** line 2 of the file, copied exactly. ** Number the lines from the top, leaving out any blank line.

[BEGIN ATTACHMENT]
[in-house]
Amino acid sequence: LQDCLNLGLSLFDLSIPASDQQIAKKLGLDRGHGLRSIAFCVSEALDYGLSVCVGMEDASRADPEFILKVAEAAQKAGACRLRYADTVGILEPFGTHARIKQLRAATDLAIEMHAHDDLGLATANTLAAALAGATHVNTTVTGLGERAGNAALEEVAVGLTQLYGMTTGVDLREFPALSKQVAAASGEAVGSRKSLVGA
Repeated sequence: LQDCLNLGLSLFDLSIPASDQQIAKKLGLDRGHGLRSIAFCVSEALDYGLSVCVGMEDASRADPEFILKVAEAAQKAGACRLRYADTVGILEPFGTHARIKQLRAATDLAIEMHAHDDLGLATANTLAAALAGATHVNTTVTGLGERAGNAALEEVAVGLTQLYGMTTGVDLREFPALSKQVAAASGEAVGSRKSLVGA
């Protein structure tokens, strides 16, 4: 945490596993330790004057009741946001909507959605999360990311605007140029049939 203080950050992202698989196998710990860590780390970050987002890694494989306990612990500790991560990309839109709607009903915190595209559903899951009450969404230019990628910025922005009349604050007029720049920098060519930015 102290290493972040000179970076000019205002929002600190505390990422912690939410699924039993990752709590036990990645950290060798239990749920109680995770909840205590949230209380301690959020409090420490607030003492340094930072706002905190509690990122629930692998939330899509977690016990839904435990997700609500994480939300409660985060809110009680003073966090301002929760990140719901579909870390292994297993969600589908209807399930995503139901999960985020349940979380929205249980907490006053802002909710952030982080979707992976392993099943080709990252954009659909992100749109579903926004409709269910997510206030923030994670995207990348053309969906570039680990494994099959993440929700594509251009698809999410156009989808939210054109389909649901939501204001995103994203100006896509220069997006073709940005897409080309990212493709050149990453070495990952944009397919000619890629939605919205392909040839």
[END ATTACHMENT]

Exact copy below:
Amino acid sequence: LQDCLNLGLSLFDLSIPASDQQIAKKLGLDRGHGLRSIAFCVSEALDYGLSVCVGMEDASRADPEFILKVAEAAQKAGACRLRYADTVGILEPFGTHARIKQLRAATDLAIEMHAHDDLGLATANTLAAALAGATHVNTTVTGLGERAGNAALEEVAVGLTQLYGMTTGVDLREFPALSKQVAAASGEAVGSRKSLVGA